meteorologists predict the snowfall to intensify.
there were no immediate plans to declare a storm emergency, because that
would require vehicle owners to move them off emergency routes -
raising the potential some could get stuck and block snowplows.
Bloomberg did not order evacuations from low-lying areas, explaining
that storm surges were not expected to reach Sandy's disastrous
levels.Still, the city will have emergency shelters open and available
for anyone who needs assistance, he said.
About 1,700 city Department of Sanitation snowplows were ready to start clearing streets Friday evening.
New York City metro area, home to three airports and 20 million
residents in four states, was bracing for up to 12 inches of snow,
according to AccuWeather meteorologist Alex Sosnowski.
is keeping residents informed through a 2-year old hyperlocal app
called Ping4, which sends localized alerts to mobile phones.
has the ability to send alerts only to phones within an affected
geographical area so that people are not pummeled with alerts that do
not affect them, said Jim Bender, founder and CEO of Ping4, based in
In Boston, Mayor Thomas Menino said the city has
34,000 pounds of salt to treat icy roads. "Stay off the roads. Stay
home. Let the public works crews do their jobs," Merino said.
several businesses closed early to prepare for the winter storm,
Downtown Wine & Spirits in Somerville, Mass., prepared for one of
its busiest days this year. "The second most important thing besides
food is booze," said Downtown Wine & Spirits wine buyer Peter
With extra staff and beer, the liquor store remains
open for normal business hours unless there's a power outage, Powlovich
The storm isn't expected to have a major economic impact on
New England, said economist David Iaia of Lexington, Mass.-based IHS
"If everything just shuts down for a day, the vast
majority of business merely gets shifted to before the storm or after
the storm," Iaia said.
the storm's impact, every big U.S. airline has issued flexible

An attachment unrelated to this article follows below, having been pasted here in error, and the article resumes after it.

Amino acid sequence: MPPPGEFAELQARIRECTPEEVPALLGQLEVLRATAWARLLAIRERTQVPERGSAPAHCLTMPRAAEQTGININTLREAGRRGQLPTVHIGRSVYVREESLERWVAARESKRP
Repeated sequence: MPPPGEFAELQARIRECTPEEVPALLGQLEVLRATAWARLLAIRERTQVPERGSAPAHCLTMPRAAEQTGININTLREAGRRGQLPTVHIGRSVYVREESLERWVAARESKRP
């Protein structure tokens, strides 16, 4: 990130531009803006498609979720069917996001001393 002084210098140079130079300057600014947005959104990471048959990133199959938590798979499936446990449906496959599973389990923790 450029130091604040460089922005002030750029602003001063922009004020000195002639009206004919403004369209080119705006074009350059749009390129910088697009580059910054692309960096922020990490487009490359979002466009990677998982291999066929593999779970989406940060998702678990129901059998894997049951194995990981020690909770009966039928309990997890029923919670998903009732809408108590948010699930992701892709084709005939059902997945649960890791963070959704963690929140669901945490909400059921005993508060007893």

re-booking policies. The move allowed most fliers ticketed to fly to
airports in the storm's path to make one change to their flights without
the standard change fees.
With such a large number of
cancellations, the flight disruptions in New York and the Northeast are
all but certain to ripple through airports across the nation. A flight
from Houston to Los Angeles, for example, could become delayed or
canceled if the aircraft or crew scheduled to fly it gets knocked off
schedule because of problems in Boston or New York.
could be a top-10 storm for Boston: The most the city has ever received
from one snowstorm was on Feb. 17-18, 2003, when 27.5 inches fell,
according to weather service records.
Youngsters getting released
from school weren't the only ones rejoicing about the blizzard. Ski
resorts all over New England are excited about what could be the biggest
snowfall of the season: "If I had a tail, it would be wagging," says
Stowe Mountain Resort spokesman Mike Colbourn. "Presidents (Day) week is
next week, a big nor'easter - all of the stars are in alignment."
far as where the big ski areas are, we are at ground zero for this
storm - we are in the 24-inch band," says Bruce McCloy, director of
Marketing for Mount Sunapee Resort in Newbury, N.H., "We are so excited!
It's going to be awesome. How are we getting ready? We are dancing a
jig, and then after that, we are getting ready. We haven't had any big
storms in the past two years, so this is really big."
Melanie Eversley, Ben Mutzabaugh, Stephanie Haven; Alesha Williams,
Laura Petrecca, Natalie DiBlasio, TIm Mullaney; Associated Press